"Fair use" is a defense, not a right - it means you're asking a judge to rule in your favor, rather than telling him/her that they have a legal obligation to do so. If a judge agrees that it is fair use (i.e. noninfringing), then 17 USC 107 gives him or her guidelines for making that determination and not awarding damages to the plaintiff (17 USC 504 c2); however, not being an essential right, you can't expect a fair use argument to tie a judge's hands in your favor such as in, say, a free speech case.

    The right/defense distinction is an important one in constitutional law. More copyright commandos would be well served by learning more about it.
    Last edited by Robert Warren; Mar 23, 2005 at 15:28.

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    SitePoint Member buzaza's Avatar
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    if I post articles obtained from other sites on my own site but stating the source of the article(eg. author, original website that published it), does that violate the other sites' copyright?

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    If you post the entire article or anything more than a title, yes. The notion that you can simply say where the article came from and avoid getting permission to use it is a very misguided one. Fair use can cover you for copying portions of an article (like an excerpt) but it is extremely limited. Taking a full article or even a few paragraphs is taking a copyrighted work no matter how many times you link to the author.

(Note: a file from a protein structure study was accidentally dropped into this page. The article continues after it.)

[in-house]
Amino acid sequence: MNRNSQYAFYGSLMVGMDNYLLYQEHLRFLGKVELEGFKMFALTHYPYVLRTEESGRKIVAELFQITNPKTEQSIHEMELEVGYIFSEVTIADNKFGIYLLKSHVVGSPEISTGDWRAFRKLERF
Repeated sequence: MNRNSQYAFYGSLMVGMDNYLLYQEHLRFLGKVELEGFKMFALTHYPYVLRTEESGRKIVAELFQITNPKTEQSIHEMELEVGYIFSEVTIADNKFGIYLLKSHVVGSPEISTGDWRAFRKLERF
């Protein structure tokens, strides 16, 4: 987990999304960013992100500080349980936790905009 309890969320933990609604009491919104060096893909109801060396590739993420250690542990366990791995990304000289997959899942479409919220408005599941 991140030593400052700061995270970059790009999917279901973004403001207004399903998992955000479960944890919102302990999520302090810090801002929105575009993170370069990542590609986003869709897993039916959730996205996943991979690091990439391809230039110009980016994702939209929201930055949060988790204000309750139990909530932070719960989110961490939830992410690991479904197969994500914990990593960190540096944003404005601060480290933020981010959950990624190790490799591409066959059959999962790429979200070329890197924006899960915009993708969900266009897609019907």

- Ted S

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    SitePoint Member buzaza's Avatar
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    Quote Originally Posted by Ted S
    If you post the entire article or anything more than a title, yes. The notion that you can simply say where the article came from and avoid getting permission to use it is a very misguided one. Fair use can cover you for copying portions of an article (like an excerpt) but it is extremely limited. Taking a full article or even a few paragraphs is taking a copyrighted work no matter how many times you link to the author.